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Historic footage shows first part of the Sea to Sky highway from nearly 50 years ago (VIDEO)

It's an early dashcam view of the drive to Squamish - before the highway to Whistler was even paved.

The Sea to Sky highway is one of the most famous pieces of pavement in B.C.

With its winding route along the coast and up into the mountains, it's a popular drive. While today it's a well-engineered highway capable of whisking lots of people away from the city, back in the mid-60s it wasn't so robust.

This archival video shared by the Ministry of Transportation takes viewers from Horseshoe Bay to Squamish on Highway 99 in 1966. It doesn't quite make it to the "Sky" part as there wasn't really much past Squamish; Whistler Mountain, the "sky" destination, opened up in 1966 as part of a bid for the 1968 Olympics, but was only serviced by a gravel road which had just been built, and hadn't reached Pemberton yet.

While the route seems similar to the current highway, it seems to hug the coastline much more than the current highway appears to. And while the odd industrial site can be spotted (notably what looks to be Britannia Mine at the 2:47 mark) there's not much human activity (aside from traffic) until Squamish.

The importance of the Britannia Mine may be a factor in the quality of the road, which declines quickly after the video rolls past the historic location. The road also gets narrower and the double yellow turns to a dashed line to allow passing on the windy road. Signs at this point indicate the speed limit is 30 miles per hour.

Around Squamish, there's more activity, with crews out working on the road in one spot, and then you're in Squamish, rolling through the center of the bustling community.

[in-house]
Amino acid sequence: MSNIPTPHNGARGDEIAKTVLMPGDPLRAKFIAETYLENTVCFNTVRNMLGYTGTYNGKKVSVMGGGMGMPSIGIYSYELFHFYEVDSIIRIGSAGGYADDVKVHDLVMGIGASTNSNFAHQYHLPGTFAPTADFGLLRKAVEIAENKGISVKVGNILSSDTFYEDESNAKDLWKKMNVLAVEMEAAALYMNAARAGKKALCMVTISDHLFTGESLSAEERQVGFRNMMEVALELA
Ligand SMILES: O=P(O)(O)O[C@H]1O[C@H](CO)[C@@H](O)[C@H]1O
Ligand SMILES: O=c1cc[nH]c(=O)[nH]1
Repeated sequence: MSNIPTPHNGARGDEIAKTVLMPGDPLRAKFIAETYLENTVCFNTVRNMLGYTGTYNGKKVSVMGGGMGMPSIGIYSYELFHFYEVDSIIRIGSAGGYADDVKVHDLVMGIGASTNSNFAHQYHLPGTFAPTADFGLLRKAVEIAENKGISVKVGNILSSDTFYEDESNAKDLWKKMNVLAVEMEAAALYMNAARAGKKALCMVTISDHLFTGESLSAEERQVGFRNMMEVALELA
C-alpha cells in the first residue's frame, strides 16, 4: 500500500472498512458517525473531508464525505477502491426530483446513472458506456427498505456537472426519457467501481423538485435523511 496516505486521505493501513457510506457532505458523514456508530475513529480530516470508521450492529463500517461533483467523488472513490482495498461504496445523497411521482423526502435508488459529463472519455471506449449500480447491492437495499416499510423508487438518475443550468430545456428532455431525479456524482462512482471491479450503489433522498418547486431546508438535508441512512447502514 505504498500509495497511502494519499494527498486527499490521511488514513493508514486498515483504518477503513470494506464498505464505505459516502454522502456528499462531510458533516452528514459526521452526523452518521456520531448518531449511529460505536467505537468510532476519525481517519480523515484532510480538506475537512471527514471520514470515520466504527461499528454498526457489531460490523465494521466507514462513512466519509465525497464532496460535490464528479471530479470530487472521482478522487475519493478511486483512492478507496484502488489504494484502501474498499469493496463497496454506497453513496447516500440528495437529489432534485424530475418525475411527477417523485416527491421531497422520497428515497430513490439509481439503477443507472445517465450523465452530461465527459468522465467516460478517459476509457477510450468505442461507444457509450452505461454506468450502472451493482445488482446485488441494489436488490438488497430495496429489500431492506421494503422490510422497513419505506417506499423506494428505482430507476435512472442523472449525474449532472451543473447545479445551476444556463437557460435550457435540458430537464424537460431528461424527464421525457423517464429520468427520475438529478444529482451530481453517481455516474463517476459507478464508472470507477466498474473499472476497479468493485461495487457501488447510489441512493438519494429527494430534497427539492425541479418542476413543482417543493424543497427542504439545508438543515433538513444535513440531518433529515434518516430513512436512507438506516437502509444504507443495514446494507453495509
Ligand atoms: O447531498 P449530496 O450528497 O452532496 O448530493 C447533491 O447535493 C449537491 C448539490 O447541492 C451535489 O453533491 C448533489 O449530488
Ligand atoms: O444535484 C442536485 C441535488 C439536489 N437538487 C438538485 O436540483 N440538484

Aside from the time-traveling tour of a famous piece of B.C. infrastructure, there's a chance this is the first instance of a dashcam catching a traffic violation. At around the 1:15 mark of the video you can watch a blue sedan pass another blue sedan on a double yellow line.

If you watch in slow motion you can see the passing vehicle barely make it back over in time before an oncoming car zooms past.

The video continues past Squamish and into a more rural area, but peters out. According to a blog post from the ministry that's where the pavement ends and a gravel road begins.

"In 1966, there was no paved provincial highway connecting Squamish and Whistler (then Alta Lake). Our photolog for this route ends after Squamish, where a narrow gravel road continues on," they write.

The photologs were a series of pieces created by the province to catalogue the highway system. They'd strap a 16 mm film camera to a car's dashboard and rigged it so it'd take an image every 80 feet or so. This created a sort of time-lapse or stop-motion version of the highway drive.

"As far as we know, the 'Highways Department' (as it was then known) was the first organization in Canada to collect information this way in order to create a visual record of road condition information from across the province, thereby allowing our engineers to study a stretch of road without having to travel there," states the ministry.